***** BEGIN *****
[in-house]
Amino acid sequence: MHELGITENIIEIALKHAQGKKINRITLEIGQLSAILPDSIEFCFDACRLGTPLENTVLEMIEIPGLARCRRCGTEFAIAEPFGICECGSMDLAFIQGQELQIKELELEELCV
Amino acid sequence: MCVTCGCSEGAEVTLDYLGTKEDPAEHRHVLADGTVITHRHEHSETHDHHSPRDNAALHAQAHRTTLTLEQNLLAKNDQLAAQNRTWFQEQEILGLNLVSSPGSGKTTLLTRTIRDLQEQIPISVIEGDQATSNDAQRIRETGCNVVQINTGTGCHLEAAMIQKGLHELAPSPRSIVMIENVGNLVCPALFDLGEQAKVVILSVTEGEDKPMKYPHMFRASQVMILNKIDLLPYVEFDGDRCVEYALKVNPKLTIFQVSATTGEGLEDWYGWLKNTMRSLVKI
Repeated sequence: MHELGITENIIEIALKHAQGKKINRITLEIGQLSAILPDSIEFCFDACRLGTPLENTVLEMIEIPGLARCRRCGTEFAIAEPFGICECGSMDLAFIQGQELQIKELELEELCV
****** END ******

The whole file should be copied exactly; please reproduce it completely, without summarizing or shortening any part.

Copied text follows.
[in-house]
Amino acid sequence: MHELGITENIIEIALKHAQGKKINRITLEIGQLSAILPDSIEFCFDACRLGTPLENTVLEMIEIPGLARCRRCGTEFAIAEPFGICECGSMDLAFIQGQELQIKELELEELCV
Amino acid sequence: MCVTCGCSEGAEVTLDYLGTKEDPAEHRHVLADGTVITHRHEHSETHDHHSPRDNAALHAQAHRTTLTLEQNLLAKNDQLAAQNRTWFQEQEILGLNLVSSPGSGKTTLLTRTIRDLQEQIPISVIEGDQATSNDAQRIRETGCNVVQINTGTGCHLEAAMIQKGLHELAPSPRSIVMIENVGNLVCPALFDLGEQAKVVILSVTEGEDKPMKYPHMFRASQVMILNKIDLLPYVEFDGDRCVEYALKVNPKLTIFQVSATTGEGLEDWYGWLKNTMRSLVKI
Repeated sequence: MHELGITENIIEIALKHAQGKKINRITLEIGQLSAILPDSIEFCFDACRLGTPLENTVLEMIEIPGLARCRRCGTEFAIAEPFGICECGSMDLAFIQGQELQIKELELEELCV